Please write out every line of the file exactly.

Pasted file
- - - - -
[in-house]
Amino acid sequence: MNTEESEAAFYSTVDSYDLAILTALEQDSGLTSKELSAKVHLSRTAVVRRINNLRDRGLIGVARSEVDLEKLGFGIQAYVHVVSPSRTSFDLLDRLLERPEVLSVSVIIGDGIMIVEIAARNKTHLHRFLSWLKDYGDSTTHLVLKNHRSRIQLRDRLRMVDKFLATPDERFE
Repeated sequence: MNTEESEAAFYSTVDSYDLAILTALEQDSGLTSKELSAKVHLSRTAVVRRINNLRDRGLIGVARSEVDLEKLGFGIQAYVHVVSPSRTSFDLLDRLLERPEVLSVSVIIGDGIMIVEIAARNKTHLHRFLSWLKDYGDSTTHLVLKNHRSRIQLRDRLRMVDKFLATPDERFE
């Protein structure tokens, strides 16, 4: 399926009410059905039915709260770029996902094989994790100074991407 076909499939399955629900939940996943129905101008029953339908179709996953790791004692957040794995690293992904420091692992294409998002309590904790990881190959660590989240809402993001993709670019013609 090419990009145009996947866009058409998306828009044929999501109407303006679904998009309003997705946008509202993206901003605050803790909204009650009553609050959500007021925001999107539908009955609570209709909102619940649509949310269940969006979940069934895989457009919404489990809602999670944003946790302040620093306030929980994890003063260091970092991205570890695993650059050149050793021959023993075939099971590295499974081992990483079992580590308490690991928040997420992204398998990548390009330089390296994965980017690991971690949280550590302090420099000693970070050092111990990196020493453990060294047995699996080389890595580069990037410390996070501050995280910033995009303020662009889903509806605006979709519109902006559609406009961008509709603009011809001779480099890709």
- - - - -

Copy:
[in-house]
Amino acid sequence: MNTEESEAAFYSTVDSYDLAILTALEQDSGLTSKELSAKVHLSRTAVVRRINNLRDRGLIGVARSEVDLEKLGFGIQAYVHVVSPSRTSFDLLDRLLERPEVLSVSVIIGDGIMIVEIAARNKTHLHRFLSWLKDYGDSTTHLVLKNHRSRIQLRDRLRMVDKFLATPDERFE
Repeated sequence: MNTEESEAAFYSTVDSYDLAILTALEQDSGLTSKELSAKVHLSRTAVVRRINNLRDRGLIGVARSEVDLEKLGFGIQAYVHVVSPSRTSFDLLDRLLERPEVLSVSVIIGDGIMIVEIAARNKTHLHRFLSWLKDYGDSTTHLVLKNHRSRIQLRDRLRMVDKFLATPDERFE
């Protein structure tokens, strides 16, 4: 399926009410059905039915709260770029996902094989994790100074991407 076909499939399955629900939940996943129905101008029953339908179709996953790791004692957040794995690293992904420091692992294409998002309590904790990881190959660590989240809402993001993709670019013609 090419990009145009996947866009058409998306828009044929999501109407303006679904998009309003997705946008509202993206901003605050803790909204009650009553609050959500007021925001999107539908009955609570209709909102619940649509949310269940969006979940069934895989457009919404489990809602999670944003946790302040620093306030929980994890003063260091970092991205570890695993650059050149050793021959023993075939099971590295499974081992990483079992580590308490690991928040997420992204398998990548390009330089390296994965980017690991971690949280550590302090420099000693970070050092111990990196020493453990060294047995699996080389890595580069990037410390996070501050995280910033995009303020662009889903509806605006979709519109902006559609406009961008509709603009011809001779480099890709």